Jesus used this verse to silence the Pharisees. They had tried to catch Him out after the Sadducees had failed (Matthew 22:23-33). The former questioned Him on the Law – asking what is the greatest commandment? He told them to love the LORD their God with all their heart, soul and mind (V 37).

Then He challenged them by asking, “What do you think about the Christ? Whose Son is He (v 42)?” They replied, “The Son of David.” So Jesus said, “How then does David in the Spirit call Him ‘Lord’, saying:The LORD said to my Lord, “Sit at My right hand, till I make Your enemies Your footstool.” “If David calls Him ‘Lord,’ how is He his Son (v 45)?”’ They were gobsmacked! None dared question Him further (V 46).

What is Meant by ‘at’ the Right Hand of God?

To start with, God the Father doesn’t have a literal right side; for He is Spirit (John 4:24); so the writers of the Bible use figurative and symbolic language to convey imagery of an anthropomorphic God, i.e., One who resembles a human. They refer to Him as ‘He’. They give Him a gender; whereas He is neither male nor female. He is the Almighty, **All-powerful God who has always existed, along with the Son and the Holy Spirit (Genesis 1:2). He is the One ‘who is and who was and who is to come (Revelation 1:4),’ the Great I AM (Exodus 3:14).

How did Jesus come to sit ‘at’ the right hand of God?

God the Father sent Him (John 3:34) on a mission which He accomplished impeccably to the letter. He obeyed the Mosaic law and fulfilled the Prophets (Matthew 5:17). He established the New Covenant in His blood (26:28) and He paid the price for the forgiveness of sins for all His elect. He died on their behalf to save them from everlasting damnation. He lived a perfect life and died a death for them in complete obedience to His Father at unimaginable cost beyond our understanding, and He was ***raised from the dead by His Father.

Jesus said, “Hereafter the Son of Man will sit on the right hand of the power of God (Luke 22:69).”’ 

Jesus knew exactly what would happen (Matthew 26:2). He would have to suffer as a Man – He came to the earth to give Himself as a like-for-like sacrifice acceptable to His Father. An animal’s life could not atone for any human’s life (Hebrews 10:4), but the Father could accept the sacrifice of His Son, because He was a perfect, unblemished Human, without fault and without sin (Hebrews 4:15). His once for all time sacrifice (10:12,13) acquired eternal atonement for the forgiven. The pain and suffering endured by Him was more than sufficient to cover their sins, imperfections and their rebellion into eternity, and the shedding of His blood secured their pardon (Romans 5:9).

God was well pleased with His Son (Matthew 17:5).

Luke wrote the words of Peter, ‘“This Jesus God has raised up, of which we are all witnesses. Therefore being exalted to the right hand of God …….. let all the house of Israel know assuredly that God has made this Jesus, whom you crucified, both Lord and Christ (Acts 2:32, 33, 36) .”’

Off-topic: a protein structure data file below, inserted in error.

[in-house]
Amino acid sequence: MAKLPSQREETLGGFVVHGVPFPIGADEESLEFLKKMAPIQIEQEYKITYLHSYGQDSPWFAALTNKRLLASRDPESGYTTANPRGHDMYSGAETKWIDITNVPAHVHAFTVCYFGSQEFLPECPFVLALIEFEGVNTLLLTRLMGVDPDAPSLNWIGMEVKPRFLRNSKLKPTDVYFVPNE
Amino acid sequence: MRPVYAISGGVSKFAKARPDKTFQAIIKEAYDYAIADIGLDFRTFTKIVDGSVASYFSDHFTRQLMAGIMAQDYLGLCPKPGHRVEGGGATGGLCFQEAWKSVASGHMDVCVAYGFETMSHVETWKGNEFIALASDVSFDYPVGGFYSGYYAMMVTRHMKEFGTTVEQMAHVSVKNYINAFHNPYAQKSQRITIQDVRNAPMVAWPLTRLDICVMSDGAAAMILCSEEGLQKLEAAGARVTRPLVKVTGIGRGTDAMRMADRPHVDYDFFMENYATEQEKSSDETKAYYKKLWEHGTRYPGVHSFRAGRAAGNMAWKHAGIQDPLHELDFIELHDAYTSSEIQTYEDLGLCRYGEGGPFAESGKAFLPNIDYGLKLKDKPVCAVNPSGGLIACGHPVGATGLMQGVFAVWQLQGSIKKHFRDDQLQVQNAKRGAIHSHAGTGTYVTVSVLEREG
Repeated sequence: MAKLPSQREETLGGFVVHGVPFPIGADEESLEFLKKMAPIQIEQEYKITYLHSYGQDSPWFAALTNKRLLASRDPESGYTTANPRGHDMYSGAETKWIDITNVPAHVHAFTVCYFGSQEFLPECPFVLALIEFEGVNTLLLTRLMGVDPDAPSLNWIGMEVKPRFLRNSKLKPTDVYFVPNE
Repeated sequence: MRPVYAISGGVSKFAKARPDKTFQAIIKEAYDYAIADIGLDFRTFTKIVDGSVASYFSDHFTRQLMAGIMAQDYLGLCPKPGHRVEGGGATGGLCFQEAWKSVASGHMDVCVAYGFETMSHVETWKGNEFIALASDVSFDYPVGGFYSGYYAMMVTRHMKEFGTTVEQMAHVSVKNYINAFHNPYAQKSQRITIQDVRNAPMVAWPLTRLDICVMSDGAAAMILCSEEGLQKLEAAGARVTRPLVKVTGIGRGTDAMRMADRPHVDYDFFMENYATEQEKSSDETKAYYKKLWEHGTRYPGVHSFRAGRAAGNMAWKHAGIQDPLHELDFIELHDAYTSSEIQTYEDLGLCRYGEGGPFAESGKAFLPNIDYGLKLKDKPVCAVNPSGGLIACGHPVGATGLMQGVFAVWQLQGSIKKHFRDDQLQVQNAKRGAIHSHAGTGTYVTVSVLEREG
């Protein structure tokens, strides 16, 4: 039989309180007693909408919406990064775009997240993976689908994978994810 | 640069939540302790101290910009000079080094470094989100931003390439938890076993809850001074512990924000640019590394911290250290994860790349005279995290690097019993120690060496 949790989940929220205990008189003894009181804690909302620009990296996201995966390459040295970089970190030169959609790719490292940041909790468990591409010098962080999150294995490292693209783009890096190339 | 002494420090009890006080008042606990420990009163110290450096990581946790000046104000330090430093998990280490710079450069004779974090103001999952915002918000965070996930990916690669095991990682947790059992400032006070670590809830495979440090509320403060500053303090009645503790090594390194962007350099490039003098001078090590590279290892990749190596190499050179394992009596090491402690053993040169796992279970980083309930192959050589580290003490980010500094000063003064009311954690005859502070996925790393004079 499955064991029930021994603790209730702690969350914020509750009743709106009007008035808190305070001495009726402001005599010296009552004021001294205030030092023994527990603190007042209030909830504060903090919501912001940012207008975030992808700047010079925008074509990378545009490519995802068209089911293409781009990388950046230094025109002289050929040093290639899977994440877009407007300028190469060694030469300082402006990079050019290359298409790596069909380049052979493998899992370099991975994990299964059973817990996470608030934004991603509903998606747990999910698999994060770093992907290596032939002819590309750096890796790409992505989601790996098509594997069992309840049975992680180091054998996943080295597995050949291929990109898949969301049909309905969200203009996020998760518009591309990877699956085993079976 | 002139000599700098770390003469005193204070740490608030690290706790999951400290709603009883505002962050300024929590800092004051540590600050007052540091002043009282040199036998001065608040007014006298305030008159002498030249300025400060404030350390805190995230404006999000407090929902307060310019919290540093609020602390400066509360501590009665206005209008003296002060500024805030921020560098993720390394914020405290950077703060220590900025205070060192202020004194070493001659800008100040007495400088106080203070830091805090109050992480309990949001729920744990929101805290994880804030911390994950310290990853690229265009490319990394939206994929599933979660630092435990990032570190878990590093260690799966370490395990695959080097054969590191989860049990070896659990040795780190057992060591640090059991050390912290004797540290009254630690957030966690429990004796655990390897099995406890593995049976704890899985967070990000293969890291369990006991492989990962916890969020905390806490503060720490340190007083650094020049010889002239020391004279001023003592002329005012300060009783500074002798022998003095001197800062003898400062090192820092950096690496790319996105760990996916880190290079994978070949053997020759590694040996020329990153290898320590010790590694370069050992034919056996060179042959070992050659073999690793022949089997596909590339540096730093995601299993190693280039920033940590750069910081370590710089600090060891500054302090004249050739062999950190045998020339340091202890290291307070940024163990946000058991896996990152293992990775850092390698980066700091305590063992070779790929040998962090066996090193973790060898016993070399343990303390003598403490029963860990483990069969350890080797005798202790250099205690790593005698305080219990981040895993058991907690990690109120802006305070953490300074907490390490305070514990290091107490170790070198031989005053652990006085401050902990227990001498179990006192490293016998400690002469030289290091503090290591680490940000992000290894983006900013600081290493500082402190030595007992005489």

Figuratively and symbolically, Jesus is seated in the place of power at, ‘the right hand of God.’ He is the One who will come to the earth for His elect (Matthew 16:27), and the One who will judge (Acts 17:31) the living and the dead (2 Timothy 4:1; 1 Peter 4:5) at the ***resurrection. Psalm 110 declares: ‘The Lord [Adoni – not Jehovah] is at Your right hand; He shall execute kings in the day of His wrath (v 5).’


‘But this Man, after He had offered one sacrifice for sins forever, sat down at the right hand of God, from that time waiting till His enemies are made His footstool (Hebrews 10:12, 13).’

‘Therefore ……… let us lay aside every weight, and the sin which so easily ensnares us, and let us run with endurance the race that is set before us, looking unto Jesus, the author and finisher of our faith, who for the joy that was set before Him endured the cross, despising the shame, and has sat down at the right hand of the throne of God (Hebrews 12:1, 2).’

*Does God Really Have a Right Hand? 

**The Omniscience, Omnipotence and Omnipresence of God

***The Resurrection 

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The Resurrection

‘And if Christ is not risen, your faith is futile; you are still in your sins (1 Corinthians 15:17)!’

What is Christianity about if it isn’t about being raised from death to life by the power of God? Everything centres on Jesus. If He was not raised from the dead, what hope is there for anyone? This is the central belief of Christianity, which is made effective by faith (Ephesians 2:8, 9) in the Son of God.

The Bible tells of more than one resurrection, but let’s start by looking at the resurrection of Jesus. The Man (Acts 2:22; Romans 5:15) Jesus, truly died. He gave up His spirit [with a small ’s’] – in other words His life (John 19:30). There’s no doubt whatsoever that He died on the cross (vv 33, 34). He was buried in the tomb of Joseph of Arimathea (Mark 15:43), and on the third day He was raised from the dead (1 Corinthians 15:4) by His Father (Acts 3:15; 4:10; 13:30; Romans 4:24; 8:11; 10:9; Galatians 1:1; 1 Peter 1:21). Thereafter He was seen over a period of forty days (Acts 1:3) by many witnesses (1 Corinthians 15:3-7); then He ascended into heaven (Acts 1:9-11).

Jesus was the firstborn, the pre-eminent One who would rise from the dead and others would be conformed to His image, i.e., those foreknown and predestined by God (Romans 8:29). These will rise from the dead at the second coming of Jesus: ‘Behold, I tell you a mystery: We shall not all sleep, but we shall all be changed – in a moment, in the twinkling of an eye, at the last trumpet. For the trumpet will sound, and the dead will be raised incorruptible, and we shall all be changed (1 Corinthians 15:51, 52).’ 

Those believers mentioned above shall inherit eternal life with the Father and with His Son (John 3:16), but there are those who will be resurrected for condemnation:“Do not marvel at this; for the hour is coming in which all who are in the graves will hear His voice and come forth – those who have done good, to the resurrection of life, and those who have done evil, to the resurrection of condemnation (John 5:28, 29).”’